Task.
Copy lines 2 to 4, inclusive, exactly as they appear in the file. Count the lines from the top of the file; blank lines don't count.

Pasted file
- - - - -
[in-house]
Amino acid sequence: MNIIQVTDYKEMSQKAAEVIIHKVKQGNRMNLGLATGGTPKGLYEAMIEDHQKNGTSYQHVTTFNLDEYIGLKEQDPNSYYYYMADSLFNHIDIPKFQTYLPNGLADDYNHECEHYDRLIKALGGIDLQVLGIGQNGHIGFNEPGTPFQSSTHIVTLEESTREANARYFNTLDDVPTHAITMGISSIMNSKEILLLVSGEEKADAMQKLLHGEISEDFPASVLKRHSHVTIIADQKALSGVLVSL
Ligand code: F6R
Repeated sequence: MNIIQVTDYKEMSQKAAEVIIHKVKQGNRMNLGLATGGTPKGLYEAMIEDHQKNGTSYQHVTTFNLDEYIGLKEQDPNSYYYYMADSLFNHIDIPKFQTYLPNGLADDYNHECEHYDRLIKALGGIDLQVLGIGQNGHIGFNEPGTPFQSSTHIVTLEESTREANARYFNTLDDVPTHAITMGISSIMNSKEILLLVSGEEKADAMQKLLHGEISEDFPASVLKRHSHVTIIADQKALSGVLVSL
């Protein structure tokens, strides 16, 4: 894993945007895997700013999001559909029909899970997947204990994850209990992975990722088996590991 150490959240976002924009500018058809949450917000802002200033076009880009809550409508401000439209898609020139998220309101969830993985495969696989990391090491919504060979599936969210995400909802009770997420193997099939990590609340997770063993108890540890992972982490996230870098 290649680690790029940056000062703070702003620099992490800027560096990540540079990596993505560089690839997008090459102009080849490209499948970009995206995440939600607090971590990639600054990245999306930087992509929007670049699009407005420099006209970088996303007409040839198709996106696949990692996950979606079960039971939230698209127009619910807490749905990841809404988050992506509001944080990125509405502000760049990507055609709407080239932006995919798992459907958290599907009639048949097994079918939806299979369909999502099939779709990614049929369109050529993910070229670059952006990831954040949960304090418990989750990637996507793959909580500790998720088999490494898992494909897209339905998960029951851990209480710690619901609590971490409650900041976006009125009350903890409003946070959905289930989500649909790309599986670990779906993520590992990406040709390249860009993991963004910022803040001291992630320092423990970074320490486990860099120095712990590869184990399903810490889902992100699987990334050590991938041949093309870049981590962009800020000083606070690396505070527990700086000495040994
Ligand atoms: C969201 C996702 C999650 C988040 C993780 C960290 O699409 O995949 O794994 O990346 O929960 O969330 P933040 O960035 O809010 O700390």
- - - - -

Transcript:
Amino acid sequence: MNIIQVTDYKEMSQKAAEVIIHKVKQGNRMNLGLATGGTPKGLYEAMIEDHQKNGTSYQHVTTFNLDEYIGLKEQDPNSYYYYMADSLFNHIDIPKFQTYLPNGLADDYNHECEHYDRLIKALGGIDLQVLGIGQNGHIGFNEPGTPFQSSTHIVTLEESTREANARYFNTLDDVPTHAITMGISSIMNSKEILLLVSGEEKADAMQKLLHGEISEDFPASVLKRHSHVTIIADQKALSGVLVSL
Ligand code: F6R
Repeated sequence: MNIIQVTDYKEMSQKAAEVIIHKVKQGNRMNLGLATGGTPKGLYEAMIEDHQKNGTSYQHVTTFNLDEYIGLKEQDPNSYYYYMADSLFNHIDIPKFQTYLPNGLADDYNHECEHYDRLIKALGGIDLQVLGIGQNGHIGFNEPGTPFQSSTHIVTLEESTREANARYFNTLDDVPTHAITMGISSIMNSKEILLLVSGEEKADAMQKLLHGEISEDFPASVLKRHSHVTIIADQKALSGVLVSL